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To give your question a concrete answer, you can not get this info alone. As others already told you, contact the authorities because this is a crime. This relies on them. The chances of success in such cases are not high because: authorities receive such reports every day. the sender probably prepared himself to avoid detection even if they trace him, ...


3

Sadly it will be very hard to track down the sender. The only way to track down a sender without a senders id to go through your carrier. For them the procedure is also hard as they would have to do the following: Track the message -> Track all hops it went through until it got to you -> Contact the senders service provider and ask for information (Only ...


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If you have a newer iPhone (> 4s) just turn on your passcode. It will encrypt all the data on the phone, so even if someone has access to your device, without the PIN / Password to the phone, it's useless.


2

The phone should know these passwords if it wants to use it, so it obviously keeps them somewhere in a readable format. If the phone is compromised the attacker would be able to read them. That's actually why some mail providers (GMail, etc) are moving to oAuth so that the phone stores a revokable token instead of the actual password. While that is possible,...


1

You could implement your own layer of encryption in addition to the one that TLS provides. Since you say that "we can exchange some additional data in registration phase" I think the easiest solution would be to share a symmetric encryption key (e.g. AES) during registration and then encrypt all further communication with that. (The IV will prevent brute ...


3

Well then, to try and fully answer your questions: Is it possible someone hacked to her phone and delete all her work contacts? I will say this with a resounding no. It's theoretically possible for them to hack into the device, but while not only highly unlikely it is also impractical for anybody to remove just her work contacts. The company has no ...


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It's likely her former employer deactivated her work account. If her contacts were saved/associated with the work email, then they would have been lost in the process.


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While not theoretically impossible, this is highly unlikely. For this to happend there would need to be a vulnerability in iOS that could be leveraged for this. While there are vulnerabilities in iOS (and in any software), unless I have missed something there is nothing that could be used for an attack just through a phone call. That does not rule out ...


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When you're using a proxy server, it is just that a proxy. Everything will be forced to go through it, whether it is wired, wireless, 2G, 3G, 4G, LTE. The browser is configured to do the following: phone (browser) --> go to Yahoo.com --> through this proxy (1.2.3.4) proxy --> Internet --> I need this page Yahoo --> Proxy <--> phone ...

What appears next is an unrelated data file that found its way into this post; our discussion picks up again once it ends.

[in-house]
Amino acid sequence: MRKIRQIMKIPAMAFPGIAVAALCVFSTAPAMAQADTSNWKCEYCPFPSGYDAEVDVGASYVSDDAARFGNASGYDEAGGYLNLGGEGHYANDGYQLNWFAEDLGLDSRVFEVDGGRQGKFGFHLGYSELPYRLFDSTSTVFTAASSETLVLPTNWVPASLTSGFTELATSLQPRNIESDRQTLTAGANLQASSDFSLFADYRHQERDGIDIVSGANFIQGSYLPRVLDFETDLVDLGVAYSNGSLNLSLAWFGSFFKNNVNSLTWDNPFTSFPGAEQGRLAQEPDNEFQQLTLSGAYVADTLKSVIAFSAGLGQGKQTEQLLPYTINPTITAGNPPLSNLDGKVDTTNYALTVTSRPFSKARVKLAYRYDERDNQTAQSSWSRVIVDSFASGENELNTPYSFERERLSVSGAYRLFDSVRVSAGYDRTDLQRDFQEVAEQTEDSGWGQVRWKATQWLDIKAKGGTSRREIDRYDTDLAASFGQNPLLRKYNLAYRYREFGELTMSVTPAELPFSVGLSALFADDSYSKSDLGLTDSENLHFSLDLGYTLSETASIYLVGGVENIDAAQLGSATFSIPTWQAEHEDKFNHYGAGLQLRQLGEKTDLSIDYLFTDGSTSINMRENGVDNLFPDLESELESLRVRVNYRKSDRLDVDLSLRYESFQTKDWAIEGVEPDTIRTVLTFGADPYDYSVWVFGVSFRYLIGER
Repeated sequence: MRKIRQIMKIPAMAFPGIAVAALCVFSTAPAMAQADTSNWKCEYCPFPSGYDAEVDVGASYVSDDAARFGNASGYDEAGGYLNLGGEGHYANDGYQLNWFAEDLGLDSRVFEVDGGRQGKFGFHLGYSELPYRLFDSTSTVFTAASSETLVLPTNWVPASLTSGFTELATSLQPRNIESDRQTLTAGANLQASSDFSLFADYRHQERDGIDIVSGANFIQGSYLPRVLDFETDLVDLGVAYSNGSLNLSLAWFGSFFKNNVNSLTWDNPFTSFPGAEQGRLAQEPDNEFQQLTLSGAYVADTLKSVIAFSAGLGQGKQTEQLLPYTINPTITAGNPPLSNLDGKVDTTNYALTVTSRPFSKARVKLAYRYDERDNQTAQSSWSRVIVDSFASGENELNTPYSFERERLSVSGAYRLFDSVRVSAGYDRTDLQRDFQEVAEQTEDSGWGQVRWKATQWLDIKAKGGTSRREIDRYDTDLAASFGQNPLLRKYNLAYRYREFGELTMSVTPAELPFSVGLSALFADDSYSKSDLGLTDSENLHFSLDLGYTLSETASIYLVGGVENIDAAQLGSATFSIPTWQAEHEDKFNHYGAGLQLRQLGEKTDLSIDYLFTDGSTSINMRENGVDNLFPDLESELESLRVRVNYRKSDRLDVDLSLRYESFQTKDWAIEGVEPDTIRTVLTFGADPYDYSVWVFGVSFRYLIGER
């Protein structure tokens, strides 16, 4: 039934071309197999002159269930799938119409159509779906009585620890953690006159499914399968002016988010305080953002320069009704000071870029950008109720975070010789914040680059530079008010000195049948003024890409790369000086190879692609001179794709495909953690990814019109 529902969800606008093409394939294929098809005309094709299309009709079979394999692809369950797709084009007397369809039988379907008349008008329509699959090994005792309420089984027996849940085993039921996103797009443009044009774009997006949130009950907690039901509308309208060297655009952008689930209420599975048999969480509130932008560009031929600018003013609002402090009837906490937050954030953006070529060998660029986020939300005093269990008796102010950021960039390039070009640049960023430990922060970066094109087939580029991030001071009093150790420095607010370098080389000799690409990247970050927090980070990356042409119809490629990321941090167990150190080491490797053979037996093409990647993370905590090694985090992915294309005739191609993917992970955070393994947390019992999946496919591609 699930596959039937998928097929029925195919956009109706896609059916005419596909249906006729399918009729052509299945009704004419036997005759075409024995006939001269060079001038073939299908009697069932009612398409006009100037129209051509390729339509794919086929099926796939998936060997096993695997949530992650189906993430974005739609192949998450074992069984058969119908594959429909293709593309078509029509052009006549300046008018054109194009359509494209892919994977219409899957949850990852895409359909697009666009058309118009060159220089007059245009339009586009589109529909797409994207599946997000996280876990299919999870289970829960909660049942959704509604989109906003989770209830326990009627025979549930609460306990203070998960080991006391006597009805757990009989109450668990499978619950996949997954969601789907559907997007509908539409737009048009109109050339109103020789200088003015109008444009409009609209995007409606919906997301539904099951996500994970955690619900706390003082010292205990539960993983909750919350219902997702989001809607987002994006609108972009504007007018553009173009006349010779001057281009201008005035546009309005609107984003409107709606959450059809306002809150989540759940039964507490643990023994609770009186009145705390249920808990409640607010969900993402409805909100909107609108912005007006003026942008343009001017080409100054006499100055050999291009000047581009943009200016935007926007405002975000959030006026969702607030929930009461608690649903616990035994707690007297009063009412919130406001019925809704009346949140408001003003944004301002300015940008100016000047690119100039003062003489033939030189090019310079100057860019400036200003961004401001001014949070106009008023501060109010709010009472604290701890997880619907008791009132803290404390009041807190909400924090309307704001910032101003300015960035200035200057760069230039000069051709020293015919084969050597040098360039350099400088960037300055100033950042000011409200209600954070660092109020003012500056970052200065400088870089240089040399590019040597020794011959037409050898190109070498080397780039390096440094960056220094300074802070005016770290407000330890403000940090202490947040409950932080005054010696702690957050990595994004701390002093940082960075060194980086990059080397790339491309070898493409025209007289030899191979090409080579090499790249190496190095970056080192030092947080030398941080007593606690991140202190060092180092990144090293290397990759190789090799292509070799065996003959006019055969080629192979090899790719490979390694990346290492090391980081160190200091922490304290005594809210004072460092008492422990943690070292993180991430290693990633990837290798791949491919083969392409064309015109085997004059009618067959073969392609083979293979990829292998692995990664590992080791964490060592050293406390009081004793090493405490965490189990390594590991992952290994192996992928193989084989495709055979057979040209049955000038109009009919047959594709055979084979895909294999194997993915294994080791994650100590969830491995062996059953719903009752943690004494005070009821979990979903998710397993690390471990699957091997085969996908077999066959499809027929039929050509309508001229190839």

8

The phone you are talking about is not the stock Samsung S4. As you can read in the article the cameras are removed, there is a special app store only and there are special apps on it. It also states that this phone was explicitly chosen because of the KNOX technology which includes secure boot and separation of work and private activities. The reason this ...


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One example is Apple iOS with iCloud Lock. You have to setup your iPhone with iCloud and FindMyiPhone ahead of time but if it is lost and beyond recovery you are able to lock and erase the device. Afterwards it will prompt the thief for your iCloud Credentials (it will not show the full email address making the attack harder). The iPhone will stay bricked ...


2

Unknown: there is actually no caller id data given. Probably totally stripped by the sender, but can happen in other ways like between networks that have no conversion between the Caller ID standard they are using. Hidden: the flag was set to say this is barred, the data is still sent all the way to the local telephone exchange of the receiver in most of ...


2

Very good question! Let me explain: Hidden: In every packet being sent to call centers there is a attribute of "hidden" this is a simple flag of true or false and so if the packet has this attribute set to "True" then the caller id will be hidden. Unknown: There is an attribute in the packet that holds the origin number that started the call. Since theses ...


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Download the Signal app for private and encrypted end to end conversation Those who are using Redphone and TextSecure RedPhone users will be prompted to download the new Signal app, while TextSecure users will simply need to install an update that keeps the same private chat capabilities as the previous app, also adding RedPhone's ability to make ...


1

I think the premise of the question is incorrect. We do use SMS in Europe. And even if it is not as commonly used as in the US (not sure that is actually true, but lets assume so), people still have cellphones with the capability to receive SMS. So 2FA with SMS can be used and is commoly used. Based on my experience (as opposed to actual statistics), I ...


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In most cases here in Sweden/Europe, recovery is done by Email. In case its a sensitive service, for example banking or something similiar to that, recovery must be done by physically visiting the bank and showing ID. Robocall is very uncommon in Sweden, mostly because its costly, and bears its own risks (reverse-charged numbers and similiar). In some ...